I’m honestly very pleased with the outcome of this dress, but there are some things I was frustrated with while making it.Share on Facebook
At this time of this post, I’ve actually basted on the collar and added the front facing for the buttons and button holes, but here’s a picture of what I’ve accomplished prior.
So far, I think I made an error when purchasing poplin for this project. It’s a tightly woven fabric, which makes it difficult to pin together. I think I should have used a broadcloth instead. And I think I may re-stitch the right (on the left) sleeve, since it appears to be puffed-up higher than the left one. Aside from what I mentioned above being finished, I need to attach the facing, finish the collar, hem, and add the buttons and button holes. Not sure if all of that will get done tonight, but it’s nearly finished.Share on Facebook
I’ve lined garments before. It’s easy and gives the garment a professional touch. Not to mention that it covers up potentially scratchy raw edges from seams. But underlining… is different. Sure, you’re still cutting out the same pattern pieces from two different fabrics, but instead of sewing the layers separately and then sewing them together once each separate garment is completed, you treat both layers as one. I found this nifty article by Sandra Betzina on Threads for help in figuring out how this whole underlining thing worked.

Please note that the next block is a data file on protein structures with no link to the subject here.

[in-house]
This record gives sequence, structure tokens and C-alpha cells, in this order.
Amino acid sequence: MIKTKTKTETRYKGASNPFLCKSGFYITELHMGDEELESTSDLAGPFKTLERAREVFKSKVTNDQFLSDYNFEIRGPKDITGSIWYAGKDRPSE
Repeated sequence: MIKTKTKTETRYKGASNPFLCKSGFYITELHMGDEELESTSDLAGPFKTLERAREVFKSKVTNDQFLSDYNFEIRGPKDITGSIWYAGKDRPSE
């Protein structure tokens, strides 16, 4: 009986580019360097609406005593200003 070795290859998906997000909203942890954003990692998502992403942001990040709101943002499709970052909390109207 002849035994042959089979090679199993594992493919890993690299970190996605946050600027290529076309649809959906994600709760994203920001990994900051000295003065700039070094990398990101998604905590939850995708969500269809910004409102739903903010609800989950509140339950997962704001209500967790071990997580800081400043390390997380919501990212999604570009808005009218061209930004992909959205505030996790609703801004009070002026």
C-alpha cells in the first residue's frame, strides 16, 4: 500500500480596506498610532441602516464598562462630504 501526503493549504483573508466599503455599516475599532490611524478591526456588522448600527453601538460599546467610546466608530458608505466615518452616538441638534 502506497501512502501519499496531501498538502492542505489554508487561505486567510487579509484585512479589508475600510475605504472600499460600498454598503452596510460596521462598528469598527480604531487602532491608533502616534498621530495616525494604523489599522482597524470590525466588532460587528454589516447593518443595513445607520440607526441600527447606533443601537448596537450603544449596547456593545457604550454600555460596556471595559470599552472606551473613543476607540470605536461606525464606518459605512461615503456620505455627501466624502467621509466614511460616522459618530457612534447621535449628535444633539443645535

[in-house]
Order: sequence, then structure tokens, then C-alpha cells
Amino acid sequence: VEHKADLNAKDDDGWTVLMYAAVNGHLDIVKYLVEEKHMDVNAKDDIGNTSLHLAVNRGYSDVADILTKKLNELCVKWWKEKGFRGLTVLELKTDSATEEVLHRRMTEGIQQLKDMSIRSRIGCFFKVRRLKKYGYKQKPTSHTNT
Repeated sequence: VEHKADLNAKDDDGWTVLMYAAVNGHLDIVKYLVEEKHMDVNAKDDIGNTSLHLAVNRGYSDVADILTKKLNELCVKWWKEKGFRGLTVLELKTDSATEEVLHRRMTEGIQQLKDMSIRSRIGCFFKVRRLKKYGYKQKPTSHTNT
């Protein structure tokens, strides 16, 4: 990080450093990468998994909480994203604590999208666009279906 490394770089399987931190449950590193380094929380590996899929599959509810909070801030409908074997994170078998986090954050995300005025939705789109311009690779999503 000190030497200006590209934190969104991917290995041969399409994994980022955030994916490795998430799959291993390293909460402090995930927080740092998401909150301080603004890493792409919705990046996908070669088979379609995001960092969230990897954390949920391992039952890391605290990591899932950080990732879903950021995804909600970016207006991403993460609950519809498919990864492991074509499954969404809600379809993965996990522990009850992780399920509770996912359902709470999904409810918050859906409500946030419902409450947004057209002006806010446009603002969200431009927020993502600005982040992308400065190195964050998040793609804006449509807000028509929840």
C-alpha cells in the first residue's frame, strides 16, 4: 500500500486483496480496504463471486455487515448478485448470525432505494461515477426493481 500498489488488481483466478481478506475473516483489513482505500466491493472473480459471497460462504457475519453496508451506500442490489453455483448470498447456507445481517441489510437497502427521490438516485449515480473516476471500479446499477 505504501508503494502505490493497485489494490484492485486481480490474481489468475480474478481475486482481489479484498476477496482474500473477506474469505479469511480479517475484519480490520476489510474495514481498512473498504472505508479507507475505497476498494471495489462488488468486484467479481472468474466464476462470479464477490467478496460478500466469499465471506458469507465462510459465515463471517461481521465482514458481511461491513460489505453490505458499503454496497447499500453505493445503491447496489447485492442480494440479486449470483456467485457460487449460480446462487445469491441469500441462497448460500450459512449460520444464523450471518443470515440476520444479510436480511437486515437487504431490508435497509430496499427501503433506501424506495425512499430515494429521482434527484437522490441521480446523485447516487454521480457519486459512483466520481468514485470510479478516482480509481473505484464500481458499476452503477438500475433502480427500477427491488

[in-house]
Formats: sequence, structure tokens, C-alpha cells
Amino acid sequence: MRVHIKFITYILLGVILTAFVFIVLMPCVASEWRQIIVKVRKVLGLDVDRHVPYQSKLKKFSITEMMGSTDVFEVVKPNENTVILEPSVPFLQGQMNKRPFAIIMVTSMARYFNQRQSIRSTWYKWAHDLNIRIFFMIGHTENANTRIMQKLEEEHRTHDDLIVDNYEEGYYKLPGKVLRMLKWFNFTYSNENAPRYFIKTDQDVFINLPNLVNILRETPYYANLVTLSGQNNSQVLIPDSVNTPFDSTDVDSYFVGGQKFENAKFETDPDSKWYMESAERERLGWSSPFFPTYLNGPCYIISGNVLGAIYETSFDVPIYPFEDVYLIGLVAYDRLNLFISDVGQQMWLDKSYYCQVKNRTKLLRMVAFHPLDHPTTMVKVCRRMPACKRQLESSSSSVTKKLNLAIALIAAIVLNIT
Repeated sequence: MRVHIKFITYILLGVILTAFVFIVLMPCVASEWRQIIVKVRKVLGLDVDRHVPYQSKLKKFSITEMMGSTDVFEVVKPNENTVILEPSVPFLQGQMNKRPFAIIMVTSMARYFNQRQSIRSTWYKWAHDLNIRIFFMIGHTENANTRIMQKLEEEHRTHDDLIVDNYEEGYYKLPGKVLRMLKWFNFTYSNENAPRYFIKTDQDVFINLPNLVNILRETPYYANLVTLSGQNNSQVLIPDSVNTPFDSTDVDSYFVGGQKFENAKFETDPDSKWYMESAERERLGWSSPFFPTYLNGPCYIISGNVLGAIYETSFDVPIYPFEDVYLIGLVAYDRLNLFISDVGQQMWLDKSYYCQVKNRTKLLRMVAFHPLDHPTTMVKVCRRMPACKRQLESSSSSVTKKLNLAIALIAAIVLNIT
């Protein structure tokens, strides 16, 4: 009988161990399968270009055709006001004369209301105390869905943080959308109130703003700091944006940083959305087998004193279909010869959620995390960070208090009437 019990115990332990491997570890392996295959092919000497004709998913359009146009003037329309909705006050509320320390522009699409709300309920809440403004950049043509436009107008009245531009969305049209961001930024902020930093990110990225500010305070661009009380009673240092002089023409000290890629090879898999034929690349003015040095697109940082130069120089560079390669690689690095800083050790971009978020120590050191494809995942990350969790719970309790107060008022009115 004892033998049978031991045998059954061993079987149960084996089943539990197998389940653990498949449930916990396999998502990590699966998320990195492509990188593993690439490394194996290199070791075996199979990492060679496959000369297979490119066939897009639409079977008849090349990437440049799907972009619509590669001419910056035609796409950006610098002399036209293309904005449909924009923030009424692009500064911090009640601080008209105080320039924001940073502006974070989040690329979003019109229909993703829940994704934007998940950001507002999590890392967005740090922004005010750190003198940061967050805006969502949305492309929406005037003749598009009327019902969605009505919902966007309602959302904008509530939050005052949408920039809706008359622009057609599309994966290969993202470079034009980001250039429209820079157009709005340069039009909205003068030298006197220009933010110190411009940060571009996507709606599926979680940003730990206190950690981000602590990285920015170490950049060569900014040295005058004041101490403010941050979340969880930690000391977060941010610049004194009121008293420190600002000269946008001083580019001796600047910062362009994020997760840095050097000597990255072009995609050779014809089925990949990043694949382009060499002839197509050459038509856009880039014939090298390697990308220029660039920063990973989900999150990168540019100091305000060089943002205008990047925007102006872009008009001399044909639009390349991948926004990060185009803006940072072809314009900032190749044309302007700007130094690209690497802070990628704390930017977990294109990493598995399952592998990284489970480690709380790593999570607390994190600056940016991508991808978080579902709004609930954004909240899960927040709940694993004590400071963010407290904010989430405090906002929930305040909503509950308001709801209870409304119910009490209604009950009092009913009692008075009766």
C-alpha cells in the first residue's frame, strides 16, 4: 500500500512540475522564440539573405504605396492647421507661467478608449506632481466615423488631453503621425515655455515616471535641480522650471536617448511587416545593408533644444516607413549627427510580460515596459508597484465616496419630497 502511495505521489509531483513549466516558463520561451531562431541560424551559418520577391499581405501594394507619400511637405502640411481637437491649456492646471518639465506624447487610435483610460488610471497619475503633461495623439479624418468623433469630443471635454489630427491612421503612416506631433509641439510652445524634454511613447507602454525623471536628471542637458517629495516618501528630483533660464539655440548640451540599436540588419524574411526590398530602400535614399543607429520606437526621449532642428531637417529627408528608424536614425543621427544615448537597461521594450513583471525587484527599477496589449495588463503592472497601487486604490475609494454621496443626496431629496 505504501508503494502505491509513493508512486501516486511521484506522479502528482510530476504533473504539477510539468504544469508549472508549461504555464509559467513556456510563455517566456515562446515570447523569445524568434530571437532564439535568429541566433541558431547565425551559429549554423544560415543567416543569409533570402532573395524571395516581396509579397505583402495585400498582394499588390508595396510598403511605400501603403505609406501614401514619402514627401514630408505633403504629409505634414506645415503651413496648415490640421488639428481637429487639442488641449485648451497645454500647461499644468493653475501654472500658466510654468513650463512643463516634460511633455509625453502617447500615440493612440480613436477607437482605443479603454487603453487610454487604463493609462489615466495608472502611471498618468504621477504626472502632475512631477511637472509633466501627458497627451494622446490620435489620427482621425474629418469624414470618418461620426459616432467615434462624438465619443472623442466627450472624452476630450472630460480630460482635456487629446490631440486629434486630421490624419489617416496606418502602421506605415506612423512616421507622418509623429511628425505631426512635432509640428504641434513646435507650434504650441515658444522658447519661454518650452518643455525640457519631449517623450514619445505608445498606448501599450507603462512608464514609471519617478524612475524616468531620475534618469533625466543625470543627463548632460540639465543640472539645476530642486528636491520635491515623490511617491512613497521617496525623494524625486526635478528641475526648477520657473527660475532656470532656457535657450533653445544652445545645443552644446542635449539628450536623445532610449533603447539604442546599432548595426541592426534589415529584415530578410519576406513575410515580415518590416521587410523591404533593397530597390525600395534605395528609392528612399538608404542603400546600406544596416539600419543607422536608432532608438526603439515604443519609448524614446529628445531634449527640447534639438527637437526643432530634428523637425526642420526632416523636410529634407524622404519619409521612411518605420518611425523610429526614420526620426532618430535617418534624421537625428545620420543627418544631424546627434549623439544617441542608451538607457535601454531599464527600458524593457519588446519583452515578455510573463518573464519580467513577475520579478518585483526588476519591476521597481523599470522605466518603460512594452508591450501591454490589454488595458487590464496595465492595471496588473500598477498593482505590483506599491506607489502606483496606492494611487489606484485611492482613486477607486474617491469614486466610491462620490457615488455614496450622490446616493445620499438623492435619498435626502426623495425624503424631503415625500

Let’s look at why I’m underlining. I picked up this pretty shirtdress pattern a while ago, and found a beautiful peacock blue eyelet for it from MoodFabrics.com. Fortunately for me, I got the last 2 and three-quarters yards of fabric in stock, which was just enough to make the dress.
Eyelet, as pretty as it is, offers a challenge when creating garments: a well-placed eyelet hole can cause a wardrobe malfunction. Oops! This is where underlining comes in. By adding another layer of light-weight fabric, you can add a little modesty to the garment. I chose a neutral poplin called “peach sand”.Share on Facebook